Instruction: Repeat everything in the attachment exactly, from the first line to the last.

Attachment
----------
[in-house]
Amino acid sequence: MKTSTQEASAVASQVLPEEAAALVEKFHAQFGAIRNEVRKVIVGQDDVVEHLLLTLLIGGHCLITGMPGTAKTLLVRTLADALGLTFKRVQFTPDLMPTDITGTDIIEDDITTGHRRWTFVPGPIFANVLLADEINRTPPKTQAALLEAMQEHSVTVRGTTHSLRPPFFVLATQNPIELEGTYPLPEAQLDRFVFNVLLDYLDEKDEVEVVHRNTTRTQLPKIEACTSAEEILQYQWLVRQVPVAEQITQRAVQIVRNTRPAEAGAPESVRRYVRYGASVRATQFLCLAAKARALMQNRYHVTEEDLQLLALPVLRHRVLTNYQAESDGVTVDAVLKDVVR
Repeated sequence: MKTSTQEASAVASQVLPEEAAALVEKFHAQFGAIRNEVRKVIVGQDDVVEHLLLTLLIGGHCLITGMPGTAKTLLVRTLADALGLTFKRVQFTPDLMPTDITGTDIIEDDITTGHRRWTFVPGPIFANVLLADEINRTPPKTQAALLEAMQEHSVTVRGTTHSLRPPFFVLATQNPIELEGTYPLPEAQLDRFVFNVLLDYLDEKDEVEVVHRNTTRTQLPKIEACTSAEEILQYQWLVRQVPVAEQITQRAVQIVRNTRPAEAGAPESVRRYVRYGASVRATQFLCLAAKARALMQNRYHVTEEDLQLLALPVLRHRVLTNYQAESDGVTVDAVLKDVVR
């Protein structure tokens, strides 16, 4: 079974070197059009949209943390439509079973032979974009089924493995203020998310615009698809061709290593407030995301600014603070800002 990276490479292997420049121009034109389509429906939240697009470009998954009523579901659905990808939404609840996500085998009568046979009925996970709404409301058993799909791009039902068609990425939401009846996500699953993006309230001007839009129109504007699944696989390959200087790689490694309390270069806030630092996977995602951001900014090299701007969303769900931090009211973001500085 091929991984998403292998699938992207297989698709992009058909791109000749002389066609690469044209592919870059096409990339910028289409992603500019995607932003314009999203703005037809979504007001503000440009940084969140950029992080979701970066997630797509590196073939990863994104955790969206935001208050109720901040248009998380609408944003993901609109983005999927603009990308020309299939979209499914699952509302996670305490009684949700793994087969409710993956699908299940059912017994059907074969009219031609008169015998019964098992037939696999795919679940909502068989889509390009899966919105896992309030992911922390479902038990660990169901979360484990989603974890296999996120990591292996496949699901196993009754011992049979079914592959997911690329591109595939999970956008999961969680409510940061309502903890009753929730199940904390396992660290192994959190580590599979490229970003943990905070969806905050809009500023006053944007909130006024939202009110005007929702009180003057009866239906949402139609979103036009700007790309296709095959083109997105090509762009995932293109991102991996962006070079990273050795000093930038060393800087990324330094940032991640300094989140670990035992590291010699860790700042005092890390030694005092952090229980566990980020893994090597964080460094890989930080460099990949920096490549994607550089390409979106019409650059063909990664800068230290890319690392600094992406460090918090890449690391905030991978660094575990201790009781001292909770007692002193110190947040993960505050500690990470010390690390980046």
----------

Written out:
[in-house]
Amino acid sequence: MKTSTQEASAVASQVLPEEAAALVEKFHAQFGAIRNEVRKVIVGQDDVVEHLLLTLLIGGHCLITGMPGTAKTLLVRTLADALGLTFKRVQFTPDLMPTDITGTDIIEDDITTGHRRWTFVPGPIFANVLLADEINRTPPKTQAALLEAMQEHSVTVRGTTHSLRPPFFVLATQNPIELEGTYPLPEAQLDRFVFNVLLDYLDEKDEVEVVHRNTTRTQLPKIEACTSAEEILQYQWLVRQVPVAEQITQRAVQIVRNTRPAEAGAPESVRRYVRYGASVRATQFLCLAAKARALMQNRYHVTEEDLQLLALPVLRHRVLTNYQAESDGVTVDAVLKDVVR
Repeated sequence: MKTSTQEASAVASQVLPEEAAALVEKFHAQFGAIRNEVRKVIVGQDDVVEHLLLTLLIGGHCLITGMPGTAKTLLVRTLADALGLTFKRVQFTPDLMPTDITGTDIIEDDITTGHRRWTFVPGPIFANVLLADEINRTPPKTQAALLEAMQEHSVTVRGTTHSLRPPFFVLATQNPIELEGTYPLPEAQLDRFVFNVLLDYLDEKDEVEVVHRNTTRTQLPKIEACTSAEEILQYQWLVRQVPVAEQITQRAVQIVRNTRPAEAGAPESVRRYVRYGASVRATQFLCLAAKARALMQNRYHVTEEDLQLLALPVLRHRVLTNYQAESDGVTVDAVLKDVVR
């Protein structure tokens, strides 16, 4: 079974070197059009949209943390439509079973032979974009089924493995203020998310615009698809061709290593407030995301600014603070800002 990276490479292997420049121009034109389509429906939240697009470009998954009523579901659905990808939404609840996500085998009568046979009925996970709404409301058993799909791009039902068609990425939401009846996500699953993006309230001007839009129109504007699944696989390959200087790689490694309390270069806030630092996977995602951001900014090299701007969303769900931090009211973001500085 091929991984998403292998699938992207297989698709992009058909791109000749002389066609690469044209592919870059096409990339910028289409992603500019995607932003314009999203703005037809979504007001503000440009940084969140950029992080979701970066997630797509590196073939990863994104955790969206935001208050109720901040248009998380609408944003993901609109983005999927603009990308020309299939979209499914699952509302996670305490009684949700793994087969409710993956699908299940059912017994059907074969009219031609008169015998019964098992037939696999795919679940909502068989889509390009899966919105896992309030992911922390479902038990660990169901979360484990989603974890296999996120990591292996496949699901196993009754011992049979079914592959997911690329591109595939999970956008999961969680409510940061309502903890009753929730199940904390396992660290192994959190580590599979490229970003943990905070969806905050809009500023006053944007909130006024939202009110005007929702009180003057009866239906949402139609979103036009700007790309296709095959083109997105090509762009995932293109991102991996962006070079990273050795000093930038060393800087990324330094940032991640300094989140670990035992590291010699860790700042005092890390030694005092952090229980566990980020893994090597964080460094890989930080460099990949920096490549994607550089390409979106019409650059063909990664800068230290890319690392600094992406460090918090890449690391905030991978660094575990201790009781001292909770007692002193110190947040993960505050500690990470010390690390980046």